Clock No. 371
Claterbos lists a pair of gentlemen, probably brothers, who could have made this clock. Firstly, Franz, who qualified as a clockmaker in 1816. Then Alois, who is listed in 1863, a second Franz, who qualified in 1883, a Friedrich who qualified in 1881, a Leopold, who was producing clocks from roughly 1828 to 1852, and a Rudolf, who was prize winning clock-maker in 1905. It begins to sound like we are seeing the product of a third generation Viennese clockmaker, probably either Franz (jr), or Friedrich. None the less, I would date this clock in the period right around 1900.
The case style reflects the European shift away from the classical styles of furniture, towards the experimentation that was rampant in during the closing years of the 1800's and into the first quarter of the 1900's. Jugendstil, Art Nouveau, Art Modern, and, a bit later, Deco: In the US we saw the emergence of the Arts and Crafts style – Let England drown in the massive Edwardian style - France, Germany, Austria and America were moving on, into a new, and visually stimulating world.
When I first saw pictures of this clock I thought it was surely a large piece, measuring 50 or 60 inches in length. Imagine my surprise when I found it was a miniature, perfect in every detail.
This clock is so very small, measuring just 32 inches from top to bottom, with every part scaled to match. Note the very small, zinc-backed bob (just 3.25 inches in diameter, and in perfect condition), the 5.5 inch dial, the 2.25 inch weight, the miniature pulley, a perfect fit, with the weight lines hanging parallel as they should, and, of course, the crowning element - the miniature mechanism, with its Graham dead-beat escapement, in clean, and running condition. It was interesting when I took the weight off to move this clock. It had been running, and, with the weight off, it just kept right on ticking. No, it does not have maintaining power, but clearly, the mechanism is so very wonderful that just the pulley was enough to keep the train going around. It would not have kept running for an extended time, but the train was free enough to not just stop either.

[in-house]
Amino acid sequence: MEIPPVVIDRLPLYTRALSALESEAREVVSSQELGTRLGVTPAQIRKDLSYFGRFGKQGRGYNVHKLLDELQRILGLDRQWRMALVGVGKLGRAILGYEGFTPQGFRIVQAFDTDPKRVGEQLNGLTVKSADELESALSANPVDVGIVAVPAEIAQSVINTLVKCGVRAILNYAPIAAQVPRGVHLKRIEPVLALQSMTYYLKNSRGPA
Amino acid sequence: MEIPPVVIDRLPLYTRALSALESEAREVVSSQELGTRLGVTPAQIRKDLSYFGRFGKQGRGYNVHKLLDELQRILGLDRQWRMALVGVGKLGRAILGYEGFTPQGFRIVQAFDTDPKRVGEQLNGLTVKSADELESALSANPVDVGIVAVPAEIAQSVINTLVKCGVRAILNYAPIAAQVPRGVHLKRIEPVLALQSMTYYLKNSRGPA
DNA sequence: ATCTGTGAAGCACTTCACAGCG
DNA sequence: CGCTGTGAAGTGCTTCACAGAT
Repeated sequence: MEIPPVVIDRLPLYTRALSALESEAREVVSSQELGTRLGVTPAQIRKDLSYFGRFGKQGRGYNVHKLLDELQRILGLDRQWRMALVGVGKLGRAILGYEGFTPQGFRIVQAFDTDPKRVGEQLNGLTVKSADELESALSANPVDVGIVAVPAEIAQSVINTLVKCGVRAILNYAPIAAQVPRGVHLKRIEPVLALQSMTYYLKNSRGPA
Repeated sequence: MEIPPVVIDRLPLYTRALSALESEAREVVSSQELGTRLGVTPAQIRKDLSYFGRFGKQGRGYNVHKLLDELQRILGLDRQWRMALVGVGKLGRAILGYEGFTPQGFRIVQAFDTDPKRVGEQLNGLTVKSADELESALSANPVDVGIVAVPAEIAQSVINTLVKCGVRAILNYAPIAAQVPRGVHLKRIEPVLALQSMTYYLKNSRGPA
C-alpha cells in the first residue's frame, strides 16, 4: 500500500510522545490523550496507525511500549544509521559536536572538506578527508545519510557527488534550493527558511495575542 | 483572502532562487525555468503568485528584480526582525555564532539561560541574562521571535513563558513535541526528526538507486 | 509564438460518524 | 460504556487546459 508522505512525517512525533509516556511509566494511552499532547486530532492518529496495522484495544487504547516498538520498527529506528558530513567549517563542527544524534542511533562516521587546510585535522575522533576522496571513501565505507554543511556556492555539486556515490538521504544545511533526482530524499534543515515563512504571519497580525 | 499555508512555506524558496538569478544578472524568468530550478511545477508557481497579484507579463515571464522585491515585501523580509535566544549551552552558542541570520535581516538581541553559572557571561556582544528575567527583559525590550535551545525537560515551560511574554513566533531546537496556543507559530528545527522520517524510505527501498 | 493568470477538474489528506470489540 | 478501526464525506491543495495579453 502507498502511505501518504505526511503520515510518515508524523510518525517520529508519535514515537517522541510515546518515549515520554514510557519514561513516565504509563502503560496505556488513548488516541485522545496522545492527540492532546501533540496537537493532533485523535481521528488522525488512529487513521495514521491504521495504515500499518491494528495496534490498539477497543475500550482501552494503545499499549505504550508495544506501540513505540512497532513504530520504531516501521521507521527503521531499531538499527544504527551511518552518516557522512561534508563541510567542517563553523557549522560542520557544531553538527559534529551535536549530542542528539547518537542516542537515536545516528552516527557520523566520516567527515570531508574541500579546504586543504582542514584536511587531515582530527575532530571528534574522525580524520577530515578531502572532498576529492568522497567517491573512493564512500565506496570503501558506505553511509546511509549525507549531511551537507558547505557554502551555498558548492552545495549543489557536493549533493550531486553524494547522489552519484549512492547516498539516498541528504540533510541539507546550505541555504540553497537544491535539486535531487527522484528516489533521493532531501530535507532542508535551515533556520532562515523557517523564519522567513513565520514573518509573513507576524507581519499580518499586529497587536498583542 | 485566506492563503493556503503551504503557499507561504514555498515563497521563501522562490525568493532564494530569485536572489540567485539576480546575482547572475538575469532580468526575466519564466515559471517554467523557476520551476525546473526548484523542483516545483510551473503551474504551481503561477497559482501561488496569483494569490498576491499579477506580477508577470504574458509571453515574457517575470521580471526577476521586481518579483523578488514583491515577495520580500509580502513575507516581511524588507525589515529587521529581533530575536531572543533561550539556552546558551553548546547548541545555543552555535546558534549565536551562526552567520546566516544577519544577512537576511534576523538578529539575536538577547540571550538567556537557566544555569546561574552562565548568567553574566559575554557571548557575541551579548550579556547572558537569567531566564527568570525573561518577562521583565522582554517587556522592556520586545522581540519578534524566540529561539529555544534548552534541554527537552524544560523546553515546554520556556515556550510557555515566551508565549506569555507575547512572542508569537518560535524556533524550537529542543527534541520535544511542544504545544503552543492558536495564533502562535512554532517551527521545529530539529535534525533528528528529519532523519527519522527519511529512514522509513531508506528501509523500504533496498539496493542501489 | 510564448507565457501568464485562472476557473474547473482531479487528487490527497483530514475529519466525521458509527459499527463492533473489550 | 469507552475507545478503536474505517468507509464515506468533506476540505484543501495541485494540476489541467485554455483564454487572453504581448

This is a clock made by a skilled Viennese maker of the late 1800's - during a time when the Germans and Americans were competing to make clocks affordable for the masses, the Austrians continued to produce excellent mechanism, more appropriate for the middle of the 1800's, with the same high quality one expects to find in a late Biedermeier piece. This clock, with perfect dial (with the exception of small chips around the winding hole), gorgeous spade hands, and very unusual case, is more appropriate for forty or fifty years earlier, when price was not the predominant quality by which a clock was judged.
And, the glass to both doors is old, wavy, bubbly, and, the upper door glass is even domed.
Caveats: There are two small cracks to the upper door - not noticeable from 3 feet, but if you look... And, there are minor chips around the winding hole which would be readily concealed by a brass winding hole grommet - a detail I will resolve when the clock sells.
Length - 32 inches
Wall Stabilizers - Original, miniature and perfect
Case Condition - 1
Winding Key - New, brass handled
Mechanism Clean, running
Mechanism Mount - Wooden Seat board
Beat Scale - Never had one
Pendulum - Zinc backed
This clock could be yours for $1,850, delivered in the lower 48. This would include a dial grommet to conceal the small chips around the windinig hole.